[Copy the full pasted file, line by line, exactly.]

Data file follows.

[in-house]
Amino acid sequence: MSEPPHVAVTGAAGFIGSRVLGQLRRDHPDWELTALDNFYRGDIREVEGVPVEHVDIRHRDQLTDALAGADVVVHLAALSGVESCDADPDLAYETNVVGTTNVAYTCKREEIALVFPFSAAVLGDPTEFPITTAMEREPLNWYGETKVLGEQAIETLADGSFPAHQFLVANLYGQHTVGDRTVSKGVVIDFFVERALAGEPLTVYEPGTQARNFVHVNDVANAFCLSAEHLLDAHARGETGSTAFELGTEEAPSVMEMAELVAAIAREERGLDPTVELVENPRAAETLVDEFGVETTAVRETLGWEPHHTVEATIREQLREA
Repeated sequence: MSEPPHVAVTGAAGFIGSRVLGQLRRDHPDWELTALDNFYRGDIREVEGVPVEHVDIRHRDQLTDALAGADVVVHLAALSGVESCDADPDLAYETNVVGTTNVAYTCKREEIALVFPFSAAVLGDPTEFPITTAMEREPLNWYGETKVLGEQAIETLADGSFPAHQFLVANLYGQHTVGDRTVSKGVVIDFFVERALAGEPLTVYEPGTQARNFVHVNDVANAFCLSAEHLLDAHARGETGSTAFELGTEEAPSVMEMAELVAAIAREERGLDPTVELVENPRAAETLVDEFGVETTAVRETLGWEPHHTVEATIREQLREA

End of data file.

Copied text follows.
[in-house]
Amino acid sequence: MSEPPHVAVTGAAGFIGSRVLGQLRRDHPDWELTALDNFYRGDIREVEGVPVEHVDIRHRDQLTDALAGADVVVHLAALSGVESCDADPDLAYETNVVGTTNVAYTCKREEIALVFPFSAAVLGDPTEFPITTAMEREPLNWYGETKVLGEQAIETLADGSFPAHQFLVANLYGQHTVGDRTVSKGVVIDFFVERALAGEPLTVYEPGTQARNFVHVNDVANAFCLSAEHLLDAHARGETGSTAFELGTEEAPSVMEMAELVAAIAREERGLDPTVELVENPRAAETLVDEFGVETTAVRETLGWEPHHTVEATIREQLREA
Repeated sequence: MSEPPHVAVTGAAGFIGSRVLGQLRRDHPDWELTALDNFYRGDIREVEGVPVEHVDIRHRDQLTDALAGADVVVHLAALSGVESCDADPDLAYETNVVGTTNVAYTCKREEIALVFPFSAAVLGDPTEFPITTAMEREPLNWYGETKVLGEQAIETLADGSFPAHQFLVANLYGQHTVGDRTVSKGVVIDFFVERALAGEPLTVYEPGTQARNFVHVNDVANAFCLSAEHLLDAHARGETGSTAFELGTEEAPSVMEMAELVAAIAREERGLDPTVELVENPRAAETLVDEFGVETTAVRETLGWEPHHTVEATIREQLREA